PwC India has announced the launch of a strategic collaboration with UNICEF and YuWaah (Generation Unlimited in India) to help bridge the digital gap and help upskill 300 million young people in India over the next 10 years and enable them to emerge as change-makers in society. Kiren Rijiju, Minister of State (IC), Ministry of Youth Affairs and Sports, and Usha Sharma, Secretary, Ministry of Youth Affairs and Sports, were present during the launch. This announcement is part of PwC’s global collaboration with UNICEF in support of Generation Unlimited; a multi-sector partnership aimed at helping 1.8 billion young people transition from school to work by 2030.
At the global level, the collaboration is focused on upskilling millions of young people around the world, including youth who lack opportunities to participate in the digital world. The collaboration in India brings together PwC, UNICEF and YuWaah’s complementary strengths and represents a significant milestone for PwC’s global programme, New world. New skills, which is driven by the need for everyone to upskill so they can thrive in the digital world.
As per UNICEF data highlighted in a recent publication co-authored with PwC, “Stepping forward: Connecting today’s youth to the digital future”, of the 1.2 billion young people in the world today, around 463 million were unable to access remote learning when schools closed as a result of the COVID-19 pandemic. In addition, one in six young people have stopped working since the beginning of the outbreak. Young people, especially young women and girls, who do not have reliable access to the internet, technology or devices, and those who lack digital skills and acumen have been hit particularly hard.
Addressing the collaboration, Dr. Yasmin Ali Haque, UNICEF Representative in India, said, “Our collaboration with PwC was informed by what we could see as a key need – the need to listen to young people and ensure they have access to credible information on their choices to fulfill their aspirations. We believe the need is to co-create these solutions with young people. They not only understand the challenges but also have the creativity and resilience to bring innovative solutions to the fore. The potential of what young people can do, and what we can achieve with them is at the center of this collaboration.”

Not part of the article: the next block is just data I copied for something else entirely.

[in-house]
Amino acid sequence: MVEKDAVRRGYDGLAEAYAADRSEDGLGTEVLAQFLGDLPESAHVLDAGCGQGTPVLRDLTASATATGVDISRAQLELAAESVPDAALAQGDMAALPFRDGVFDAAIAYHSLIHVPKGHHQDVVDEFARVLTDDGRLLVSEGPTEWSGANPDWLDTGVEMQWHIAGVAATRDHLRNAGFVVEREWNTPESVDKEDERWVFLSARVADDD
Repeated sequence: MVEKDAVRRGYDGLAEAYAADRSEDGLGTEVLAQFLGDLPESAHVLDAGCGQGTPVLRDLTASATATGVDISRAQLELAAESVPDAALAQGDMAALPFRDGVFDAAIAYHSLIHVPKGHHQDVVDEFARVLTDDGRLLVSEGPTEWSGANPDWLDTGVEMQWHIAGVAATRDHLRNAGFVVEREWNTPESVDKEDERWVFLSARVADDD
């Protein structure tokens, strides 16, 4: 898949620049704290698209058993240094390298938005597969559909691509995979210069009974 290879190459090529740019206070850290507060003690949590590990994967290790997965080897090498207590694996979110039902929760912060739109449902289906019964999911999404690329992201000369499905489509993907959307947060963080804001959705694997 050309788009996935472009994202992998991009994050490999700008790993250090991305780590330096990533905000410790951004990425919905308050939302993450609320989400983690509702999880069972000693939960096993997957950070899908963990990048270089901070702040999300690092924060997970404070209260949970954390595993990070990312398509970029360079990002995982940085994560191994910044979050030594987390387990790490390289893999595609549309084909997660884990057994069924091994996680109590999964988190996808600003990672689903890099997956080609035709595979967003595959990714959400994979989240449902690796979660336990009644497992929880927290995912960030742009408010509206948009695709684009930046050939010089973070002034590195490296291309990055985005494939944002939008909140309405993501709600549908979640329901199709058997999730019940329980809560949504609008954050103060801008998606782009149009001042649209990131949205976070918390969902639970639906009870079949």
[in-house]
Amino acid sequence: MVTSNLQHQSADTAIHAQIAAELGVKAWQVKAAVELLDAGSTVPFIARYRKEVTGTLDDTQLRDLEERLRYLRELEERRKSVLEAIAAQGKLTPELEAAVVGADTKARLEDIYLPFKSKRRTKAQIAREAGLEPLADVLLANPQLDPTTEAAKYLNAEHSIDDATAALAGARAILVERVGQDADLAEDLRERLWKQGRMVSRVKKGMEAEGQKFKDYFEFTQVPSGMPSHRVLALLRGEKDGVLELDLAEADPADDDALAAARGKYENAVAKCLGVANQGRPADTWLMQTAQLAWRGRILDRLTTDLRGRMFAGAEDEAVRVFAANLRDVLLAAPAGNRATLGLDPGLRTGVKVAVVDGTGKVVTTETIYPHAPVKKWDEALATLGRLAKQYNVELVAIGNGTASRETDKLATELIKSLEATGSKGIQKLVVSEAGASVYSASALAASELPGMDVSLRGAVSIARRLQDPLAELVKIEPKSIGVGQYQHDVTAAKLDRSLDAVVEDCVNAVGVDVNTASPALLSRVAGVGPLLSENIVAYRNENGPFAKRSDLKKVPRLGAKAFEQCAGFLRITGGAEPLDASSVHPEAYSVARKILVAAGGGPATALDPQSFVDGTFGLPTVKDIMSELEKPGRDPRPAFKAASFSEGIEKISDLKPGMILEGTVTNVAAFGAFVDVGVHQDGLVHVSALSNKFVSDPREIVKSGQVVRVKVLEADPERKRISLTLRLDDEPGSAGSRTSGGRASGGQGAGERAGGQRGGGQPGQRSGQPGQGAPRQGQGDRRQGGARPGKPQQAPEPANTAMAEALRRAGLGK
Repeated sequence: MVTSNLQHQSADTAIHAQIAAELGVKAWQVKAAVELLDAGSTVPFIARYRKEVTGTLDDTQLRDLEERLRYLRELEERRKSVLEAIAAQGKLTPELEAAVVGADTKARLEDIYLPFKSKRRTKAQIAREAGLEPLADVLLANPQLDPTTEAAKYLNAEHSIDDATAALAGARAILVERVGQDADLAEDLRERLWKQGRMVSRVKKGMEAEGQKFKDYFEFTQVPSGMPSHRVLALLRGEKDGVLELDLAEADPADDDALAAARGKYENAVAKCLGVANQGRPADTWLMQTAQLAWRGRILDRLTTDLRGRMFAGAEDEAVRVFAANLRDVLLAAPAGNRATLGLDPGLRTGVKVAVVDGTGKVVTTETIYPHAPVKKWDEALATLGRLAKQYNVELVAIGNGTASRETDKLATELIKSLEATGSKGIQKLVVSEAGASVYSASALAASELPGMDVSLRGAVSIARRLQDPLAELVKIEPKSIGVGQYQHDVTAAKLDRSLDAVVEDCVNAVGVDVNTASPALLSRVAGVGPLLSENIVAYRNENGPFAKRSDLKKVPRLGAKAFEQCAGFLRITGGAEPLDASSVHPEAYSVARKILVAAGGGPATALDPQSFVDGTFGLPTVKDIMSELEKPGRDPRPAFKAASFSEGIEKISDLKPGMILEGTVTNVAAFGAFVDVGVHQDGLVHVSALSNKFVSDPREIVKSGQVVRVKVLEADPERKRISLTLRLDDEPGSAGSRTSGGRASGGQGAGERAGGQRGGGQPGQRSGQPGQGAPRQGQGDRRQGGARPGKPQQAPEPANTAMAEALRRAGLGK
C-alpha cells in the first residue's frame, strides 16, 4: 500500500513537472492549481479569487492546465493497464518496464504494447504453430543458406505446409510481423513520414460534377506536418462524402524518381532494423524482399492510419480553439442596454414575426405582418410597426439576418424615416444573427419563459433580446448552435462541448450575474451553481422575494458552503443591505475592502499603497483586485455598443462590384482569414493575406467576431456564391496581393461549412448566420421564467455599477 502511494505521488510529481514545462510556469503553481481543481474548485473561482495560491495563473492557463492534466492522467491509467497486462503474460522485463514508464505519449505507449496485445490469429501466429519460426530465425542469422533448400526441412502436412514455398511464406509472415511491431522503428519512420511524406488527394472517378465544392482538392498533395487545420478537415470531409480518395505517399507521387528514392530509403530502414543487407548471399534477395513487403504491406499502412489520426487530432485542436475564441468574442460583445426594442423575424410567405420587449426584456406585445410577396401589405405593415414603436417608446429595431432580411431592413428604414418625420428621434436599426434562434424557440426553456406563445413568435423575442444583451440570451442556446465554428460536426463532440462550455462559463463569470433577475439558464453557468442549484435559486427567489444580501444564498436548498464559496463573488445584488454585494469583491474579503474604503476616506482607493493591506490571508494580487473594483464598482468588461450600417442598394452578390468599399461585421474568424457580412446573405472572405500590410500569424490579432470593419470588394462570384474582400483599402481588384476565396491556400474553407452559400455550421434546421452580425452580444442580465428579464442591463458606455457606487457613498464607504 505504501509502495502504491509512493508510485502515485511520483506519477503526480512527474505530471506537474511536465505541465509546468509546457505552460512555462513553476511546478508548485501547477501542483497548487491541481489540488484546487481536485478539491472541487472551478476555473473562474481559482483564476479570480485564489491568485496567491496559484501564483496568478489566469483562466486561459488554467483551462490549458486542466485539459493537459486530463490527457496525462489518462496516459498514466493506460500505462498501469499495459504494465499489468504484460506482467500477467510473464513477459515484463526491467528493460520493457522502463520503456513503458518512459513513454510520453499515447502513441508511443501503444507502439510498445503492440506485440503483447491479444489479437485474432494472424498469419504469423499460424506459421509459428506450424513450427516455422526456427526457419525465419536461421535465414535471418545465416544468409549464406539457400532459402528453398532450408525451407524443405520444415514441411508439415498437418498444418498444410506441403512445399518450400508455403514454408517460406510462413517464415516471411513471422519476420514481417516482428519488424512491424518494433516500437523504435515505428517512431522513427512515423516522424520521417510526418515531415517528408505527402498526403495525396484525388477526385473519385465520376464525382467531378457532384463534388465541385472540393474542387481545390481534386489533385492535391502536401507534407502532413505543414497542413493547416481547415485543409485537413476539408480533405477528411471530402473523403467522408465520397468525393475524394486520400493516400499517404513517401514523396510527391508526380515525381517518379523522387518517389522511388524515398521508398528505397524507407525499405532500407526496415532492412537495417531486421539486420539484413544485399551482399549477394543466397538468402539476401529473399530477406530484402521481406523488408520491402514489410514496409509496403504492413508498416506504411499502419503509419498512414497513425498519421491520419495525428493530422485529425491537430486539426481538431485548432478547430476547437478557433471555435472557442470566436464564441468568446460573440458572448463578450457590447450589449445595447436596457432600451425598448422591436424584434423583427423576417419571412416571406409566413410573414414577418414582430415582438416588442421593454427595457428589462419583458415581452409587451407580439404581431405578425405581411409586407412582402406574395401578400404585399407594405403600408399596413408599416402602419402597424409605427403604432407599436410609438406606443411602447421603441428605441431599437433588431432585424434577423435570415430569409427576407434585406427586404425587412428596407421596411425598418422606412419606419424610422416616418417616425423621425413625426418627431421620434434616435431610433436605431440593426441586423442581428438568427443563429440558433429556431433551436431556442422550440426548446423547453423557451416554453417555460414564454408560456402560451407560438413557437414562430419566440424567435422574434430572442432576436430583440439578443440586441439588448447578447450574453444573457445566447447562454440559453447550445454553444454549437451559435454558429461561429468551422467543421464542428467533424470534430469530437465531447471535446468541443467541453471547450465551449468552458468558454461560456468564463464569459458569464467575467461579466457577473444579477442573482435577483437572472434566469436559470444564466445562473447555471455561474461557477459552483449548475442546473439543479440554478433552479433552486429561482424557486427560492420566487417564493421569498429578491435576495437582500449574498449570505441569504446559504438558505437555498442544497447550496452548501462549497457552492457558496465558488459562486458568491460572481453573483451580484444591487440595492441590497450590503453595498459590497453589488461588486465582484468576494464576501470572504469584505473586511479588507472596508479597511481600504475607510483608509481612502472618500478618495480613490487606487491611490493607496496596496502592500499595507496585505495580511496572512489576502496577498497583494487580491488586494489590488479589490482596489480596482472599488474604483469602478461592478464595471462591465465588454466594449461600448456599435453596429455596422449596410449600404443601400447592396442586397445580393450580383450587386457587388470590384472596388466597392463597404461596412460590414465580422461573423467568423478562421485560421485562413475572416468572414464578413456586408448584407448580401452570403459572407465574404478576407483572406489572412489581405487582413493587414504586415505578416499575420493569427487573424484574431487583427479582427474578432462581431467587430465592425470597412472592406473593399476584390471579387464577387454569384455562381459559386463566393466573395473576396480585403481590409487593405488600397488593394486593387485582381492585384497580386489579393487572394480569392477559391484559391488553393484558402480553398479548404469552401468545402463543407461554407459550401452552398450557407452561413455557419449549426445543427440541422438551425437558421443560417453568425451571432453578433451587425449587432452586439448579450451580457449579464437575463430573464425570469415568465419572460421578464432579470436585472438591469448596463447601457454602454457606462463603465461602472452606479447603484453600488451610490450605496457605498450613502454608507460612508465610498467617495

Speaking of the collaboration, Neel Ratan, Regional Managing Partner, PwC India said, “While at one level, the pandemic has added momentum to India’s digital story, it has also revealed the glaring digital disconnect that India has to navigate at her grassroots for a major share of its population; its young people. Digital enablement of the young people needs a whole-of-society approach – with Government, Enterprises and Citizens coming together with collective wisdom around a shared vision. It requires concerted efforts from each of the stakeholder cohort, to achieve this common objective of making digital accessible, affordable and inclusive for its young people.”
The programme will act as a catalyst by working with a range of stakeholders, both public and private, on a youth engagement platform aimed at creating a wider impact and equitable opportunities for young people through enhanced employability and earnings potential. It will also provide them with pathways to emerge as active changemakers in society.
PwC India will be providing broad support for this programme across three pillars: Economic Opportunities and Employability, 21st Century Skilling and Learning, and Youth Engagement. Instead of focusing on specific sectors, the programme aims to improve young people’s multi-literacy, interpersonal and social skills, among others, which will prepare them to have a more rounded development for a better future.
The emphasis of the programme will be on gradually increasing its coverage across a wider population so that the most vulnerable and disadvantaged sections can avail of these opportunities. Dhuwarakha Sriram, Chief of Adolescent Programming and Generation Unlimited (YuWaah) in India said, “Responding to aspirations of young people through partnerships with various stakeholders like Government, private sector, civil society, academia is the core of our mandate. The platform we are working to create with PwC will enable young people to voice their aspirations, challenges and also help them access solutions and information that is critical to them.”
According to the Ministry of Statistics and Program implementation, Government of India estimates, youth constitute around 34 per cent of the total population of India, translating to around 450 million youth.
Speaking about the collaboration, Tanya Elizabeth Ken, youth entrepreneur and a member of the YuWaah Young People’s Action Team said, “Edtech is not about delivering education using technology, it’s about leveraging technology to fight poverty. Tapping into a network of diverse, cross industry stakeholders is essential for bridging inequalities in education and employment. Public sector stakeholders can provide resource support and private stakeholders can provide career guidance and opportunities that marginalised youth would otherwise be excluded from. I look forward to the diversity of resources and opportunities that this collaboration will make accessible to youth around the country.”